W3C home > Mailing lists > Public > public-html@w3.org > December 2007

Re: Underline element.

From: Ben 'Cerbera' Millard <cerbera@projectcerbera.com>
Date: Fri, 28 Dec 2007 19:41:41 -0000
Message-ID: <005801c84989$adf1eec0$0201a8c0@ben9xr3up2lv7v>
To: "Lachlan Hunt" <lachlan.hunt@lachy.id.au>, "Simon Pieters" <simonp@opera.com>
Cc: "HTMLWG" <public-html@w3.org>

Lachlan Hunt wrote:
> But if some people want [<u>] included, we should focus on finding reasons 
> why it should be included, rather than why it currently hasn't been 
> included.

I had noticed a new round of messages expressing dissatisfaction with the 
WHATWG/HTMLWG process. I thought this small issue about <u> would be a neat 
opportunity to be transparent and show how past decisions had been taken?

I searched the [WHATWG list] but didn't find much. Karl's link to the 
[Wikipedia] entry for "Underline" has some interesting purposes, as does 
[Simon's] recent e-mail.

Simon Pieters wrote:
>   * To indicate which part of the text would be link text in a sample 
> (I've seen  this in fora when discussing link text, for instance).

Me (Cerbera) using underline in the way Simon describes:


Johan007 using <a href> point at the forum homepage for sample link text:


This technique means the page has lots of bogus hyperlinks. Underlined text 
would be preferable from a user's perspective.

The forum is using [phpBB]. Underlined text is marked up like this:

<span style="text-decoration: underline;">foo</span>

Which seems no better than this:


The <span style> version uses 49 bytes of markup. <font style> would be 
identical. The <u> version would use 7 bytes; 85% less each time.

An alternative is <span class>. The smallest possible example of that:

<span class="u">foo</span>

This uses 23 bytes of markup. <font class> would be identical. The <u> 
version would use 70% less markup each time.

Simon Pieters wrote:
>   * To underline text when e.g. converting a printed copy to HTML and
>     underlining is a specific typographical convention.

Legal text citations are an example of this. Authors are already recommended 
to use <u> for this, for example:


Example of a WYSIWYG user applying underline to a hyperlink (search for "The 
UCL Practitioner"):


Elsewhere, italic is applied to each side of the " v. " part using <em>:


Elsewhere, focus is given more to punctuation and abbreviation norms than to 
text styling:


<cite><u> could give these "citation-ness" with underline. For example:

cite u {
 font-style: normal;

<cite><u>foo vs. bar</u></cite>

(20 bytes of markup. 33 bytes of CSS.)

As opposed to:

cite.law {
 font-style: normal;
 text-decoration: underline;

<cite class="law">foo vs. bar</cite>

(25 bytes of markup. 65 bytes of CSS.)

<cite><u> is 20% less markup each time and 49% less CSS one time than <cite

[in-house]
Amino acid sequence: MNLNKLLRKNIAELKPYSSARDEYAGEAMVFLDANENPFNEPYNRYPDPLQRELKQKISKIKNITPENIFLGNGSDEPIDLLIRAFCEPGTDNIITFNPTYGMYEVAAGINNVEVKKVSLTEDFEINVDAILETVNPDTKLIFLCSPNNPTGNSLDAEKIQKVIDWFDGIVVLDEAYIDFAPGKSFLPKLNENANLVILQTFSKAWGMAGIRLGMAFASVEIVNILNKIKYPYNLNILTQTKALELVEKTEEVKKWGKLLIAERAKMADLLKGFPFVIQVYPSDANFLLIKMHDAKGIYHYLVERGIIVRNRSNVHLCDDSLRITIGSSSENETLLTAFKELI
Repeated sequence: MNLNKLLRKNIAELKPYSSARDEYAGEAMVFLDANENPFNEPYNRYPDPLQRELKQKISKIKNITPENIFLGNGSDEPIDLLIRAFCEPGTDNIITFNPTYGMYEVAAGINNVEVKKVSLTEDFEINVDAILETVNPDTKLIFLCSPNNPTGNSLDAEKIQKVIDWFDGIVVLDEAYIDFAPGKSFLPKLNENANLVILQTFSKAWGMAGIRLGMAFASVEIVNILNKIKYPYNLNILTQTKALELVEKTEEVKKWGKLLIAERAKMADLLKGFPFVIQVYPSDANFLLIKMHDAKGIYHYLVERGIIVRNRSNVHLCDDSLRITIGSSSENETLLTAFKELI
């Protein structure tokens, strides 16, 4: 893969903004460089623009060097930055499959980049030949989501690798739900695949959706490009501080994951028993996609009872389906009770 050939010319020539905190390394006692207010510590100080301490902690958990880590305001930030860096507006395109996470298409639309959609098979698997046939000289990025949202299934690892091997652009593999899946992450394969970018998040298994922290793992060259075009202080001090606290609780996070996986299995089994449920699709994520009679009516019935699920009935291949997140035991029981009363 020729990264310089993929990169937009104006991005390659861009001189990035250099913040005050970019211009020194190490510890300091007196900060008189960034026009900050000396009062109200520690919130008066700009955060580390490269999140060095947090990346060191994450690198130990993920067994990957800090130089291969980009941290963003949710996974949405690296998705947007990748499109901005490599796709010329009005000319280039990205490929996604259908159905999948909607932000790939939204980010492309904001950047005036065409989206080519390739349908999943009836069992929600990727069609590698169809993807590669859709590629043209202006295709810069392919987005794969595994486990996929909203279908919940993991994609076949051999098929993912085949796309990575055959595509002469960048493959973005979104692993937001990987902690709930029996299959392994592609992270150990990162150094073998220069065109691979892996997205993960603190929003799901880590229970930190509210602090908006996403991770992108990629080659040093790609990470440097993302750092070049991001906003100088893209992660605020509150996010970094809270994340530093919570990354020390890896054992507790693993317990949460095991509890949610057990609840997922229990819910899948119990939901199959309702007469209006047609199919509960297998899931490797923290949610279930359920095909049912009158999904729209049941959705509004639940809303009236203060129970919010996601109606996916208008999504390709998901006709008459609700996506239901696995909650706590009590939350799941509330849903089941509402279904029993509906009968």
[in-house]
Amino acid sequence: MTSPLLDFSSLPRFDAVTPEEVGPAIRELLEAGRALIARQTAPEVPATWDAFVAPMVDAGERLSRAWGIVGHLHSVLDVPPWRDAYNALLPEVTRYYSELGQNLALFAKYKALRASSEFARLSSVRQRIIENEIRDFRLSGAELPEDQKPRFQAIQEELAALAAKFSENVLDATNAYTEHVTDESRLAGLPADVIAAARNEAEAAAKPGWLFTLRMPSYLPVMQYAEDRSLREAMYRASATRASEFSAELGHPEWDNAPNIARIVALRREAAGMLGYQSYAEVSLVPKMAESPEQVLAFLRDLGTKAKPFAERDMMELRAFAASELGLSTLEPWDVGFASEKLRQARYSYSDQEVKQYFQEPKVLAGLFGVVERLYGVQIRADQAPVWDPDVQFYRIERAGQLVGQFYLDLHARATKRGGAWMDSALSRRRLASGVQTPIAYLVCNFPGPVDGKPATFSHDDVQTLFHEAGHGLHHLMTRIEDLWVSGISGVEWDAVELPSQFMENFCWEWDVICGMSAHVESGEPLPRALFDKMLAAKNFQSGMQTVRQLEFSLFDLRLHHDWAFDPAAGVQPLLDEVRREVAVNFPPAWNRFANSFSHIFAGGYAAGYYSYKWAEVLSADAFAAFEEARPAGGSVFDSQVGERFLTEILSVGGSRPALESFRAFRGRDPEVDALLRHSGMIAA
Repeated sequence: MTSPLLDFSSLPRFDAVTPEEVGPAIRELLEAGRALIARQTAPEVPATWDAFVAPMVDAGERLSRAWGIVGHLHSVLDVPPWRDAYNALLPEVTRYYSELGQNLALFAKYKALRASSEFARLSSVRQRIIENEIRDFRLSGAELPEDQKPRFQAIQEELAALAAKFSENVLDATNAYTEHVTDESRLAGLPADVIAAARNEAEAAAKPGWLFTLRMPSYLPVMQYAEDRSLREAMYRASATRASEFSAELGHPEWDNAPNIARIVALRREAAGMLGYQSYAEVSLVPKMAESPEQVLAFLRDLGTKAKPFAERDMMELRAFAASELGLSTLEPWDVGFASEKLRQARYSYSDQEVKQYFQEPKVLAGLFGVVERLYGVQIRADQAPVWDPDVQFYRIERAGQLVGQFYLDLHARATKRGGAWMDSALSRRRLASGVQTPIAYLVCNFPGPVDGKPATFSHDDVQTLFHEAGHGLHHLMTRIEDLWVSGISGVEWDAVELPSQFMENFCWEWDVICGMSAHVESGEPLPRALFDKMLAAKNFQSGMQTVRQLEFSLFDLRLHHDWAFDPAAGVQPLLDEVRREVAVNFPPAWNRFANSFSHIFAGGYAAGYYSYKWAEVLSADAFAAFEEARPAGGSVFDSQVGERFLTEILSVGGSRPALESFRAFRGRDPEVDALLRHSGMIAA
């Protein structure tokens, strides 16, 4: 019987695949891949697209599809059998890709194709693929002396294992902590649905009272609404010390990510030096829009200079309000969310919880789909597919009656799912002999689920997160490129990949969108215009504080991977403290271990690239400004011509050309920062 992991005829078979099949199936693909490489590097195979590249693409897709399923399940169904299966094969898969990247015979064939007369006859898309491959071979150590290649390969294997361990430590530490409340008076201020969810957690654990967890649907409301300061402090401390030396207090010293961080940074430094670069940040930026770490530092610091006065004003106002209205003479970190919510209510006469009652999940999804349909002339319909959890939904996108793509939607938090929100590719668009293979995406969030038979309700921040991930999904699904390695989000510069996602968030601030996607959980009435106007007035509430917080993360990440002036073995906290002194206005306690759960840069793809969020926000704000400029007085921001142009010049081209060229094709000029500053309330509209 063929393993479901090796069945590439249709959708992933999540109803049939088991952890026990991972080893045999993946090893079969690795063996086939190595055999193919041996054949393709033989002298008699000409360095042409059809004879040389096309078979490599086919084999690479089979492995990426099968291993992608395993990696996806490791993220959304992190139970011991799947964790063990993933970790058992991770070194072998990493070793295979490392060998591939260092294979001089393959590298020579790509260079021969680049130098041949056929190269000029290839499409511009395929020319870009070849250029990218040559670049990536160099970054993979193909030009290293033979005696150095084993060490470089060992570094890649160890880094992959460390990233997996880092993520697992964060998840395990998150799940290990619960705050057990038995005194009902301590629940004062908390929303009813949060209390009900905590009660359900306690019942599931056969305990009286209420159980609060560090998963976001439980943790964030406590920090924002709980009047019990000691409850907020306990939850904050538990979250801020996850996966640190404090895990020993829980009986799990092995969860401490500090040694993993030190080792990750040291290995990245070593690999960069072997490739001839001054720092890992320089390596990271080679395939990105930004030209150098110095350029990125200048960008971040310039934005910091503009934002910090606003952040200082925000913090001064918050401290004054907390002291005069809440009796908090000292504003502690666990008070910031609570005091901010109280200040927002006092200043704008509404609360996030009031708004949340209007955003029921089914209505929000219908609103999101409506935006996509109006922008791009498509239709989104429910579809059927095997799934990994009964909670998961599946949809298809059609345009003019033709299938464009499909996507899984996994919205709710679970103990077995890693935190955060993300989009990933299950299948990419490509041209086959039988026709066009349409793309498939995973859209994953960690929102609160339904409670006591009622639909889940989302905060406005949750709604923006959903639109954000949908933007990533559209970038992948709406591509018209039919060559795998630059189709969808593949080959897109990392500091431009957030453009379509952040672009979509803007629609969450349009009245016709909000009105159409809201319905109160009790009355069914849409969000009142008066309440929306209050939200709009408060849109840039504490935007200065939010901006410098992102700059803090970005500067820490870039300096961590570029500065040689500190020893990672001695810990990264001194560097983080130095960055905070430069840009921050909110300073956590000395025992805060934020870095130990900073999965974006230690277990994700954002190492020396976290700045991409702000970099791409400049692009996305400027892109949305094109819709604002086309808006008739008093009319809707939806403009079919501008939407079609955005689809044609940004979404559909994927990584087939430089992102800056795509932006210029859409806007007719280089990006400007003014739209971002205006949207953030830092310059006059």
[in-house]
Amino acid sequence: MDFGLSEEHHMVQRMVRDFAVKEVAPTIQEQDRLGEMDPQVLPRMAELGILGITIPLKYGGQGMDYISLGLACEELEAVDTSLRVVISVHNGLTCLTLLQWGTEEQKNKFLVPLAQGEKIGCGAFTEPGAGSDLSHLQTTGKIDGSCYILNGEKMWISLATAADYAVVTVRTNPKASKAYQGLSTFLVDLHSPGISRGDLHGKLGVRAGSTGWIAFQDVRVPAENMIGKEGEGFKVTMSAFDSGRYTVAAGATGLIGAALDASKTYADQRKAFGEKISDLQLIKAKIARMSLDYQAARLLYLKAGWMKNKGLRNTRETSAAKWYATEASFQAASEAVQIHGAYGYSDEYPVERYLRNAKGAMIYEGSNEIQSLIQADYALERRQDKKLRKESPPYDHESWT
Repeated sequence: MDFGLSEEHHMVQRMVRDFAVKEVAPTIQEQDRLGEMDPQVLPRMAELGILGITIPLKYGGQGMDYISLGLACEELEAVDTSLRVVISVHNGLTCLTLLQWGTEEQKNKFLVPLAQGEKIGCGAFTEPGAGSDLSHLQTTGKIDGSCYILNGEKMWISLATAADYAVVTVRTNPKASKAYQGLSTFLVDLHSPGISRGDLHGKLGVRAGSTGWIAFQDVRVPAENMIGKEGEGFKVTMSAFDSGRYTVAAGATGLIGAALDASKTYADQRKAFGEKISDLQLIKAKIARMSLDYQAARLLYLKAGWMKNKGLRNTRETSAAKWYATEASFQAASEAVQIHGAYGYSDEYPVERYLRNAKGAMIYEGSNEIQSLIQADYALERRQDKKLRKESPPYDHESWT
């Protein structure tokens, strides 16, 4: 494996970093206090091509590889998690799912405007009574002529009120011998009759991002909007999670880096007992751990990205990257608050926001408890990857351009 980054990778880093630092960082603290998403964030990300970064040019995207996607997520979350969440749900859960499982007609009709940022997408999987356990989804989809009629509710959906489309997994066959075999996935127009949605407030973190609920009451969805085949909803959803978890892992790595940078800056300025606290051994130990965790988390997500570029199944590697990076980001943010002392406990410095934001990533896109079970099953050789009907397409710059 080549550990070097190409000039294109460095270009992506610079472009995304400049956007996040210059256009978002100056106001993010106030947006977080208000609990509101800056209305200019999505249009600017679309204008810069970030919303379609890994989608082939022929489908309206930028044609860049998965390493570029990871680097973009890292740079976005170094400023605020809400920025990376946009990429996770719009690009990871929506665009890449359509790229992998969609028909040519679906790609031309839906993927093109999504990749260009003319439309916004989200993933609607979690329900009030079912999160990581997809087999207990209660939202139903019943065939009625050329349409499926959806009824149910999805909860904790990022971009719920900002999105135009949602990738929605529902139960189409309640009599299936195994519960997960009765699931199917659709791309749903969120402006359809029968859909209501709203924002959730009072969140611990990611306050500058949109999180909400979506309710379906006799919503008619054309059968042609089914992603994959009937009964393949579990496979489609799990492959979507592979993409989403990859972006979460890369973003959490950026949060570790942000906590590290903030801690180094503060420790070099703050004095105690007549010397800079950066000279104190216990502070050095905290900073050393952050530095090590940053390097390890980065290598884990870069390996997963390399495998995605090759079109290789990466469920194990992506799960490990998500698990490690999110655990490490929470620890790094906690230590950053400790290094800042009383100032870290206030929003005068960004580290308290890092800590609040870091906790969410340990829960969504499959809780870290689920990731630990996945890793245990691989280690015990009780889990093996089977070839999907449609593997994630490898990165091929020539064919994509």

An example of hightlighting parts of speech using underline:


This is a common practice amongst school teachers on blackboards and in 
students' work books.

Simon Pieters wrote:
>   * To indicate hotkeys of menu items, e.g. in a "help" document.

An example of someone doing this in 1997 (search for "choose Cascade"):


A page where I did this in 2007 (search for "Save files"):


This was just a quick whizz around the web which turned up some interesting 
uses of <u>. I could do a "Collections of Interesting Phrase Markup" survey, 
including how people currently do search highlighting. :-)

Simon Pieters wrote:
>   * To mark or highlight something (i.e. same as <m>). (IIRC, Henri 
> Sivonen
>     proposed to use <u> instead of <m>.)

* Henri Sivonen has proposed [<u> for <m>].
* Simon Pieters has proposed [<b> for <m>].
* Google already does <b> on its result page.
* <b> is a more common way to mark text in web pages than underline.
* Default styling for <u> may look like a hyperlink to users.
* They are all equal in terms of filesize, unless class is needed for 
different styling.
  * <u> would avoid <b class> to style search keywords differently from 
generic bold text.
* <m> is a [proposed] new element which "will likely be rewritten or removed 
from the spec".

<b> is narrowly favourable to <u> as a replacement for the proposed <m>, 

[WHATWG list] <http://lists.whatwg.org/pipermail/whatwg-whatwg.org/>
[Wikipedia] <http://en.wikipedia.org/wiki/Underline>
[<u> for <m>] 
[<b> for <m>] 
[proposed] <http://www.w3.org/html/wg/html5/#the-m>
[phpBB] <http://www.phpbb.com/>

Ben 'Cerbera' Millard
Collections of Interesting Data Tables
Received on Friday, 28 December 2007 19:42:25 UTC

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